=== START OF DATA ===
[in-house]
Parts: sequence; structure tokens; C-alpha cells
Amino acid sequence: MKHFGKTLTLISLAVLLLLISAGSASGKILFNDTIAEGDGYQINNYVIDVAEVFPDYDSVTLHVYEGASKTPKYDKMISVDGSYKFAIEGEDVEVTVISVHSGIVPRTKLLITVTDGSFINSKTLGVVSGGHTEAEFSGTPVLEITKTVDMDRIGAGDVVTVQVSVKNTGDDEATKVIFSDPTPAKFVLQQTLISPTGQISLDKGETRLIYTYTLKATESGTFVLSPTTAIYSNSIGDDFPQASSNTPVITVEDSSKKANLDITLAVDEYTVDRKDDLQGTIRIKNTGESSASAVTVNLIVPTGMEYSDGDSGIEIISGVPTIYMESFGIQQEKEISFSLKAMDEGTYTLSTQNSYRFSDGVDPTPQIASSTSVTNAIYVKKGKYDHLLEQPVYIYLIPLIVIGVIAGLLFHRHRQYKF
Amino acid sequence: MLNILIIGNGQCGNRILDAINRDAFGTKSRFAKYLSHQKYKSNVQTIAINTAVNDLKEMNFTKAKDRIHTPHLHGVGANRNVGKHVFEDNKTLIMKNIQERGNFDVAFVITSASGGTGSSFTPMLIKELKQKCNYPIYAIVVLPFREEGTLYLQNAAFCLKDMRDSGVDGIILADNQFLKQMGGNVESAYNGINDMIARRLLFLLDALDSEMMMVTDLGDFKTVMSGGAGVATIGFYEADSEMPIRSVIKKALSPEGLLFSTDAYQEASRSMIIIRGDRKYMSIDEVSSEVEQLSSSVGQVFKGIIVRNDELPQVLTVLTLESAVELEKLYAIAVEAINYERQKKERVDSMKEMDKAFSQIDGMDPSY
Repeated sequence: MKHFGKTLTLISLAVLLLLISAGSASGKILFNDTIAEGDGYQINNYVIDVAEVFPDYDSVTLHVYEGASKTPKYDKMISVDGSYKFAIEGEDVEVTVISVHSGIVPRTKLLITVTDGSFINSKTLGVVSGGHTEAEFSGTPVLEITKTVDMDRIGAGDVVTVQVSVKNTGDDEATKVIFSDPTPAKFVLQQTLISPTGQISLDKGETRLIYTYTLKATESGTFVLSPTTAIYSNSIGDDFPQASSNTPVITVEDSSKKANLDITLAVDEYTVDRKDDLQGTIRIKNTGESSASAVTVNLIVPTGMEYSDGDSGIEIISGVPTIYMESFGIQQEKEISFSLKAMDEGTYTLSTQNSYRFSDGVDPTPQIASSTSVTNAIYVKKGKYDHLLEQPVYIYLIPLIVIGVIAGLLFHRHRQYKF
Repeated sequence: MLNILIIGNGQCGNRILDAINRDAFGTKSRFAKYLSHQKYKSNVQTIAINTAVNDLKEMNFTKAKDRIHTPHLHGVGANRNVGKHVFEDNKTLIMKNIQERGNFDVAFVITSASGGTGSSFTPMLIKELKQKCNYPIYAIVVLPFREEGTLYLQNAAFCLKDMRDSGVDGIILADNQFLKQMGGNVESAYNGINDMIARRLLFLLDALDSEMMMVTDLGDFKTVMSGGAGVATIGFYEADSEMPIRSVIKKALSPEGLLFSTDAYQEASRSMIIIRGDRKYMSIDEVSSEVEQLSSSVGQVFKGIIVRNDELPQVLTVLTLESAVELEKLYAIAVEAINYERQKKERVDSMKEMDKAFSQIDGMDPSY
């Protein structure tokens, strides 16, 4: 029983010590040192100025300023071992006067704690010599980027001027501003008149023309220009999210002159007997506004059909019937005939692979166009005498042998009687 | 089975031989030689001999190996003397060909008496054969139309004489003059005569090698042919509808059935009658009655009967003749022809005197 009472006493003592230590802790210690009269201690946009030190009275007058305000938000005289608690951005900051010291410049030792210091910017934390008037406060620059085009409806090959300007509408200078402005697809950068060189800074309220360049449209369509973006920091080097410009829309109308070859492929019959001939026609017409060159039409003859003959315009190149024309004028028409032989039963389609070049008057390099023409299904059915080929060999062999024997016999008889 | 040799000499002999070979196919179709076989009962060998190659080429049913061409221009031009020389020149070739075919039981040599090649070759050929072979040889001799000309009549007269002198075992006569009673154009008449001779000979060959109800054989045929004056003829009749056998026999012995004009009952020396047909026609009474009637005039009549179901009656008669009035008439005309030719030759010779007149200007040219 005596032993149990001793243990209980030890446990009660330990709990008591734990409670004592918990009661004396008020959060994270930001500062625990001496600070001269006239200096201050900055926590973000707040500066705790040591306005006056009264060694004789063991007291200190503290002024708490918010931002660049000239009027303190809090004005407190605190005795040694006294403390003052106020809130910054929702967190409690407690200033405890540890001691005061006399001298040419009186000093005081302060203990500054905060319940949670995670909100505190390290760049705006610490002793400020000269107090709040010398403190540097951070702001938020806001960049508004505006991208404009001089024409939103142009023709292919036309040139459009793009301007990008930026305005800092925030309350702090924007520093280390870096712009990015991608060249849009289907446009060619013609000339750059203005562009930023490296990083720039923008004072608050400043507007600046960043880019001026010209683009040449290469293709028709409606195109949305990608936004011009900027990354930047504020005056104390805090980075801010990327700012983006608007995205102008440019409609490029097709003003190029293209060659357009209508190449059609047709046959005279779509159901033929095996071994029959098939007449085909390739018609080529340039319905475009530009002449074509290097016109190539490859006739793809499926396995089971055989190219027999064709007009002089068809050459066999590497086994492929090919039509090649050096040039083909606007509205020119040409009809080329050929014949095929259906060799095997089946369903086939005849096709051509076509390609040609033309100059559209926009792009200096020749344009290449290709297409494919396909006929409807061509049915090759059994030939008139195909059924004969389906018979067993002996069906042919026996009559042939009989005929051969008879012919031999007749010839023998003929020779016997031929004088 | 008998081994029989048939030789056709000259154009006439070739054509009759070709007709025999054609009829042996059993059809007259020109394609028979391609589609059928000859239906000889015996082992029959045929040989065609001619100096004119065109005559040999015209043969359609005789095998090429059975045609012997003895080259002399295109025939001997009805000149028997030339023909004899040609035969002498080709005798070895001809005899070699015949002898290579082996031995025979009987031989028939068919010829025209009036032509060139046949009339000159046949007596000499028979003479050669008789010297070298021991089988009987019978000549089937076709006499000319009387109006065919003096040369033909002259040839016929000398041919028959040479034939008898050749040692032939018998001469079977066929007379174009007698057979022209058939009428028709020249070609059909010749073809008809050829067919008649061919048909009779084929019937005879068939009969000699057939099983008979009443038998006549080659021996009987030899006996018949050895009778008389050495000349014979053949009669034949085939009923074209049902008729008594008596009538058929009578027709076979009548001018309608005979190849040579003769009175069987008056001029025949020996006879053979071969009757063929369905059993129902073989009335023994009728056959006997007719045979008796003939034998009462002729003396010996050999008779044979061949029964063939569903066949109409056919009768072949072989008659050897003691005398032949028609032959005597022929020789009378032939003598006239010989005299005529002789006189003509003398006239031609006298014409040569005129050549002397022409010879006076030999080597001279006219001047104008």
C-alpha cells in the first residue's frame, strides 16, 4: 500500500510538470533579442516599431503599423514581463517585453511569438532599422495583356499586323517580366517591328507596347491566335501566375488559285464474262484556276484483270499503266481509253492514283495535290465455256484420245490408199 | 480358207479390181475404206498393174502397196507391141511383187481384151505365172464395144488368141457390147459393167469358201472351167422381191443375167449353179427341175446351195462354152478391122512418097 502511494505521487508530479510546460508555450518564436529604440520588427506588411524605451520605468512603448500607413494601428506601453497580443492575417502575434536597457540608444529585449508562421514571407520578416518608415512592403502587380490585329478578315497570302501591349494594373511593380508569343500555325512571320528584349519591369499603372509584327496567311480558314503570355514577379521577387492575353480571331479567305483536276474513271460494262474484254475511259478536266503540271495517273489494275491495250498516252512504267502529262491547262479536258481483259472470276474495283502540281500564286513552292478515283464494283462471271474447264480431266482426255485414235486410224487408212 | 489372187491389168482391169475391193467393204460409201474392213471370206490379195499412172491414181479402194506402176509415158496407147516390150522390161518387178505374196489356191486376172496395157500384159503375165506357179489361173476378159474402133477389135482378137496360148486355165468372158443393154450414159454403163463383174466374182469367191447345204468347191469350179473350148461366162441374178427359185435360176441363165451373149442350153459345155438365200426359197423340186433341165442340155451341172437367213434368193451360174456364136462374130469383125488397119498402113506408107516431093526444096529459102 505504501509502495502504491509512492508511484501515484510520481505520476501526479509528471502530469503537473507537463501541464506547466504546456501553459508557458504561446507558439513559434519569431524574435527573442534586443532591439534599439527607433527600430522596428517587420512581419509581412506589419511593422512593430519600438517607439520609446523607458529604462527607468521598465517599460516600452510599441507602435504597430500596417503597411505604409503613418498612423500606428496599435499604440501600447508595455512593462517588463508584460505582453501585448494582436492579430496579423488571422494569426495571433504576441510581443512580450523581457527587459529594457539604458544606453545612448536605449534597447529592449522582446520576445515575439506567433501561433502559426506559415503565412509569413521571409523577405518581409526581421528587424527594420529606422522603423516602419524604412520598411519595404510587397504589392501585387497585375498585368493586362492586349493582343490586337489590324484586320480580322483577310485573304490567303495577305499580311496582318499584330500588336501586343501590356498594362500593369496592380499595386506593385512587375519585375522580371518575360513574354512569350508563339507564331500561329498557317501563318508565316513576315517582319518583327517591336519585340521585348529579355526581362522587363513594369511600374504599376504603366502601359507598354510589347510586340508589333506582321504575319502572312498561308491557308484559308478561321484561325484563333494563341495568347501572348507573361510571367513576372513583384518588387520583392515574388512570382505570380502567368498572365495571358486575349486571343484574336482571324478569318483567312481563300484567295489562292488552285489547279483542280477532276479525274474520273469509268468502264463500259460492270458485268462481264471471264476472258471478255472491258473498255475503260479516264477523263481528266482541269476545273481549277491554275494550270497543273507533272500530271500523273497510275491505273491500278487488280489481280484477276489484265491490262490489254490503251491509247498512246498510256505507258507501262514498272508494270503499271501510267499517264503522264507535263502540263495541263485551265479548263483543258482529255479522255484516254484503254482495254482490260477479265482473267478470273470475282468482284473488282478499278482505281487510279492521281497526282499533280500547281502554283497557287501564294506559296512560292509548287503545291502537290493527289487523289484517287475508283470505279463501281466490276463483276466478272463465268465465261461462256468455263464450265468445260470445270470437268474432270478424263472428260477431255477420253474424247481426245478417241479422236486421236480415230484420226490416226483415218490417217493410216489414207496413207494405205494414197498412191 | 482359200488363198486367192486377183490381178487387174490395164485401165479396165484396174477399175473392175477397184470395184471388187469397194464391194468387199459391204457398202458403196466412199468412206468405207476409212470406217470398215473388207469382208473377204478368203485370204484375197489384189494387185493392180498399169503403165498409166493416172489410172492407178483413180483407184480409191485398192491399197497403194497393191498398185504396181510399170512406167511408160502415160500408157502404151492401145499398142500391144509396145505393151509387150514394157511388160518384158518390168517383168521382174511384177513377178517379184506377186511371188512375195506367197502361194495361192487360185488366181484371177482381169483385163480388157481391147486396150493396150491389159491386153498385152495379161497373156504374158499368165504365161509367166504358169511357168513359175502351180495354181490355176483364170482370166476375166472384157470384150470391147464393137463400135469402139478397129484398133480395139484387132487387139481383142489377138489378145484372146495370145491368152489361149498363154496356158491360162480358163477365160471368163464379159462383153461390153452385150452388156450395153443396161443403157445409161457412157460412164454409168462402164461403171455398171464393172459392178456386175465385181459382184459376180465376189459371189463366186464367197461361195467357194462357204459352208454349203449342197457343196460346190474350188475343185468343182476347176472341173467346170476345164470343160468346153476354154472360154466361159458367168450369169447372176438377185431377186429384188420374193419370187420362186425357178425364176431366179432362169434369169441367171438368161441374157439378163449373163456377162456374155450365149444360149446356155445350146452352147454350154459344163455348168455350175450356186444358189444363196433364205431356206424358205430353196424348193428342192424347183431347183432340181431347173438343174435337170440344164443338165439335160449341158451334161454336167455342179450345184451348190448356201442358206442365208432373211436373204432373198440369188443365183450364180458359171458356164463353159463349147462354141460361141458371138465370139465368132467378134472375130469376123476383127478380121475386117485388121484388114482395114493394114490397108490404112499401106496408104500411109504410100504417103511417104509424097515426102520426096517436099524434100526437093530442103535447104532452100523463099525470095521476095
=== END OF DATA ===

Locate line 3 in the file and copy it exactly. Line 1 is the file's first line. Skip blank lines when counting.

Amino acid sequence: MKHFGKTLTLISLAVLLLLISAGSASGKILFNDTIAEGDGYQINNYVIDVAEVFPDYDSVTLHVYEGASKTPKYDKMISVDGSYKFAIEGEDVEVTVISVHSGIVPRTKLLITVTDGSFINSKTLGVVSGGHTEAEFSGTPVLEITKTVDMDRIGAGDVVTVQVSVKNTGDDEATKVIFSDPTPAKFVLQQTLISPTGQISLDKGETRLIYTYTLKATESGTFVLSPTTAIYSNSIGDDFPQASSNTPVITVEDSSKKANLDITLAVDEYTVDRKDDLQGTIRIKNTGESSASAVTVNLIVPTGMEYSDGDSGIEIISGVPTIYMESFGIQQEKEISFSLKAMDEGTYTLSTQNSYRFSDGVDPTPQIASSTSVTNAIYVKKGKYDHLLEQPVYIYLIPLIVIGVIAGLLFHRHRQYKF